Accessibility Issues in Digital Publishing: Digital Rights Management, Accessibility Content, and User Interface Control

Judy Brewer
Web Accessibility Initiative (WAI) Domain Lead, W3C
jbrewer@w3.org

Janina Sajka
Linux Foundation Fellow, W3C/WAI PFWG and IndieUI Chair
janina@rednote.net

Abstract

Ensuring accessibility of digital publishing systems and content for people with disabilities requires technical standards with built-in accessibility support, tools that facilitate the production of accessible content, and widespread awareness of the requirements and resources for accessibility. As publishing moves into the digital environment, it offers far more opportunities for an accessible reading and interaction experience than does traditional print media.

This presentation highlights several key issues in accessibility of digital publishing today, including accessibility standards support, digital rights management, development of accessibility content, and user interface control.

Position Paper

Ensuring accessibility of digital publishing systems and content for people with disabilities requires technical standards with built-in accessibility support, tools that facilitate the production of accessible content, and widespread awareness of the requirements and resources for accessibility. As publishing moves into the digital environment, it offers far more opportunities for an accessible reading and interaction experience than does traditional print media. Potential accessibility benefits of digital publications cross a wide spectrum of functional limitations including auditory, cognitive, neurological, physical, and visual. For people with some kinds of disabilities, digital publications may offer their only access to publications. This presentation highlights several key issues in accessibility of digital publishing today, including accessibility standards support, digital rights management, development of accessibility content, and user interface control.

The extent of accessibility support in digital publishing standards is dependent on the extent to which digital publishing systems are built on Web standards that already support accessibility, as is the case with the W3C technologies upon which EPub is based. The digital publishing community has been instrumental in pushing for improved accessibility support in Web standards, including the need for longer textual description mechanisms for complex images. Advocacy for accessibility of digital publishing standards, and for harmonization among accessibility-supporting digital publishing standards, therefore both play an important role in ensuring accessibility of digital publications for people with disabilities.

W3C/WAI accessibility guidance in the Web Content Accessibility Guidelines (WCAG) 2.0 is relevant to the development of digital publications, Web content and Web applications. Since the principles, guidelines, and normative success criteria of WCAG 2.0 are technology-neutral, they can be used for any Web technologies. The mechanisms involved in digital rights management (DRM) typically lock out users of certain assistive technologies such as screen readers unless specific provisions are made to ensure access despite the presence of an assistive technology. Ensuring effective accessibility in the presence of DRM requires maintaining a balance between the enforcement needs of copyright management systems and the access needs of some classes of consumers. In this presentation we will describe DRM design options that are cognizant of these needs, and provide examples of accessible DRMs already in use.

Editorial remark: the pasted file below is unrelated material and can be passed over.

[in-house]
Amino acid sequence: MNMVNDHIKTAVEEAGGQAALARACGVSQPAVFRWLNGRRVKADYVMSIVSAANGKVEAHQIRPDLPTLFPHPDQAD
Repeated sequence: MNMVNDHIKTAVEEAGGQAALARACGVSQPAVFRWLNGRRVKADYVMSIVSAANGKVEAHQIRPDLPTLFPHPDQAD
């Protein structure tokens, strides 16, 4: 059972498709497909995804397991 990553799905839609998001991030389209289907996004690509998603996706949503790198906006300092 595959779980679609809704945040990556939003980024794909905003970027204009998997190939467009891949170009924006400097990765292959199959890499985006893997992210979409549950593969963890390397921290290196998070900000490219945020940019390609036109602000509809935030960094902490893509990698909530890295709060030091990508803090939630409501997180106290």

Use of complex images, infographics, and data visualizations is another area where the digital publishing environment frequently presents challenges for users with disabilities. Appropriate design of mechanisms for associating longer textual descriptions with complex images has been an area of contention in Web standards development over the past several years. Progress is now being made in this area, with a likely scenario being the co-existence of existing longer description mechanisms with newer, more versatile approaches. In this presentation we will address questions of standards harmonization, tool support, and awarenes of user requirements for longer text descriptions in order to drive increased implementation of longer textual mechanisms in the digital publishing environment.

Likewise, effective embedding of rich media is an interested challenge in the digital publishing environment from the perspective of discovery of accessibility information accompanying rich media resources. And reliable interoperability is a challenge in the presence of multiple media formats given the need for cost-effective transposition between divergent media formats, and the need for the presentation of re-usable content to be optimized for display across a variety of different types of devices. This presentation will also highlight accessibility challenges in user interface control for accessing content on diverse device types, including examples of user requirements in this area (for example, how to capture the intent of "turning a page" when one is not navigating by finger); and the expected role of standards such as IndieUI that are newly under development. Finally this presentation will highlight existing resources that support accessible digital publishing internationally, and suggest gaps to address these in new work going forward.